And thanks for the suggestion about the weight. I’d really prefer to buy a just one kettlebell (already tight on space here at home) so nailing the weight would be better. I’ll go for 24kg, from what you say it sounds like the most sensible choice. Now that I think about it I used to dumbbell snatch and swing with 20kgs for cardio supersets when I was younger and weaker


#4

No problem.

Me personally, I’ve never had any issues with recovery the next day following a kettlebell workout even before/after a deadlift or squat day. Granted if you have terrible swing technique then your lower back may not like you very much. If you even did kettlebell work the day before your deadlift day, it can serve as a good “feeder” workout and will make your deadlifts feel even better. Done the day after a deadlift session I have found that it helps alleviate soreness in my posterior chain.

As far as number of reps, the 200 swings is meant to be split up however you like. I found 200 total to be a pretty good number that will get you breathing pretty hard but not kill you. A setup I love to hate is setting a timer for 20 minutes and doing Every Minute on the Minute (EMOM) 10 Swings and either 5-10 Push Ups depending on how decent you are at push ups. Doesn’t seem like much but seems like once minute 15 comes around those push ups start to feel a little harder. Plus as Dan John has mentioned, the getting up and down off the floor each time adds in a tiny bit of extra to the conditioning process.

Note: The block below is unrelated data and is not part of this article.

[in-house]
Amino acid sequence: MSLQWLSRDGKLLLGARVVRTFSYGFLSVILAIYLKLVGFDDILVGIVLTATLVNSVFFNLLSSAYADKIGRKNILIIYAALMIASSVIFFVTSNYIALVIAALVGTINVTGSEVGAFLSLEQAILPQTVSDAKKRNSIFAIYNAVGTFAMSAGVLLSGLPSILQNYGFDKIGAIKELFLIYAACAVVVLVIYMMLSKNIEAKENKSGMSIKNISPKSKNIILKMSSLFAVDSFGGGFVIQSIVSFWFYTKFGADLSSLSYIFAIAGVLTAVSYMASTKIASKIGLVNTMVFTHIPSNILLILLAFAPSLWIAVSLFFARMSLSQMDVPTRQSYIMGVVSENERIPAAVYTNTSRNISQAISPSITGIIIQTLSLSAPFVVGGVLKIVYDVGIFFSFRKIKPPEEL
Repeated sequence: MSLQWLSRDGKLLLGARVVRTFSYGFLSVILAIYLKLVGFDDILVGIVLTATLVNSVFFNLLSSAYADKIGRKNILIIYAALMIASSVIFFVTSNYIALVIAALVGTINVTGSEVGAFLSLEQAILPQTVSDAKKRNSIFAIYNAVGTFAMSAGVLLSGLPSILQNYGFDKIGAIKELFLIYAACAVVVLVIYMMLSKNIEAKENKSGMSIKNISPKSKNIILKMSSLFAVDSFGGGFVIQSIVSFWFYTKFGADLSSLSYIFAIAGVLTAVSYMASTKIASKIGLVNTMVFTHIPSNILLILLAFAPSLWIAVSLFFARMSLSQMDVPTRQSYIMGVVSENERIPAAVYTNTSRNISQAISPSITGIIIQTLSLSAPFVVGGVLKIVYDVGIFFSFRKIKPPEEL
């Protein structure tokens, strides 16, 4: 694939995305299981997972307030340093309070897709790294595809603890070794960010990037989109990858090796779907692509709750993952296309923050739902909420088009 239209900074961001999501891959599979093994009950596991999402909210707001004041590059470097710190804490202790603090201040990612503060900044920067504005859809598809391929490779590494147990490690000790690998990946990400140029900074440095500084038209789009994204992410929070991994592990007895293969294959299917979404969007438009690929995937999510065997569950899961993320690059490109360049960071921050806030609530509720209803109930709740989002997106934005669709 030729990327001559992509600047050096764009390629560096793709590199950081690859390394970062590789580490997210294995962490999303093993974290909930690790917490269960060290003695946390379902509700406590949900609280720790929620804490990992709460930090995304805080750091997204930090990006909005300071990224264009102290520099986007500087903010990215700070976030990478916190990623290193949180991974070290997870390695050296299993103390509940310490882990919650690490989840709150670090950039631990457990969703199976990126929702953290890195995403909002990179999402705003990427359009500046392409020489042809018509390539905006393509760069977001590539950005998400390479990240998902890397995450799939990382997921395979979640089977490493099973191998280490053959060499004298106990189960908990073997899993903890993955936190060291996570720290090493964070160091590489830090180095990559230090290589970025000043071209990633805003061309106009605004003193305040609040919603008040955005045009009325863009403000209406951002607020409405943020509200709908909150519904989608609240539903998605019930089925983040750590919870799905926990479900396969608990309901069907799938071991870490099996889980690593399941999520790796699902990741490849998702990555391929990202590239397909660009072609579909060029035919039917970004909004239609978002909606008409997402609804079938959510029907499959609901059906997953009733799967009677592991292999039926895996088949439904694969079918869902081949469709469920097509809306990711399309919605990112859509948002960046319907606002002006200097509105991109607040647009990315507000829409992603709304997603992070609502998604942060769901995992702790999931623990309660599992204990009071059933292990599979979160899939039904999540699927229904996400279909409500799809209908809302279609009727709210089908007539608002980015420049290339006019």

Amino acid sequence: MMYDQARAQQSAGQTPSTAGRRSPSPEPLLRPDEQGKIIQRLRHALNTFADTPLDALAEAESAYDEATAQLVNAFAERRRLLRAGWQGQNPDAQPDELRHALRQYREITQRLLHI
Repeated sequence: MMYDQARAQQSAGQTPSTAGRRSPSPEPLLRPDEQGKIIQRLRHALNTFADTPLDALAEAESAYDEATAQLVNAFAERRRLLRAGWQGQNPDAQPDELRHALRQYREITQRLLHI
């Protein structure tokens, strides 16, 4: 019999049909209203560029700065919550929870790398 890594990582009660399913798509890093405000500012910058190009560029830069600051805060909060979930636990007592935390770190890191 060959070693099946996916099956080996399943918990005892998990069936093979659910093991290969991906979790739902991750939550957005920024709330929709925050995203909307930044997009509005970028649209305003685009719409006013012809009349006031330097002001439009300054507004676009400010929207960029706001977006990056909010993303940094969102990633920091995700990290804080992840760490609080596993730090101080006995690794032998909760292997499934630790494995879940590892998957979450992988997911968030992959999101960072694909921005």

#5

Seconded on the weight. If you weight 170 pounds and do any regular weight training (sorry, I don’t know your current level, don’t recognize your handle from a training log?) you should get at minimum a 20kg, but I’d recommend a 24kg.

This is an excellent conditioning circuit.

My wife also is partial to a 20-minute circuit rotating between the following 4 exercises:

Swings
Goblet Squats
Halos
Russian Twists

…but that can be tricky with one kettlebell as she typically uses a lighter bell for the halos and Russian twists.

If you can do the same thing over and over again, I love simple EMOM workouts with only swings. If you need a little variety to keep yourself from getting bored, a pushup superset works well, or even a 4-exercise combo like my wife’s listed above.


#6

Great input so far. Not much to add.

I’m not totally clear on what “light conditioning” is vs “heavy conditioning”, but active recovery I do understand. Even something as simple as a bunch of single Turkish get-ups can be a good way to loosen things up and get some blood flowing. With enough volume, you might “accidentally” bump up the cardio component, but it’s not a “cardio exercise” to be done quickly. A good TGU kinda reminds me of weighted yoga.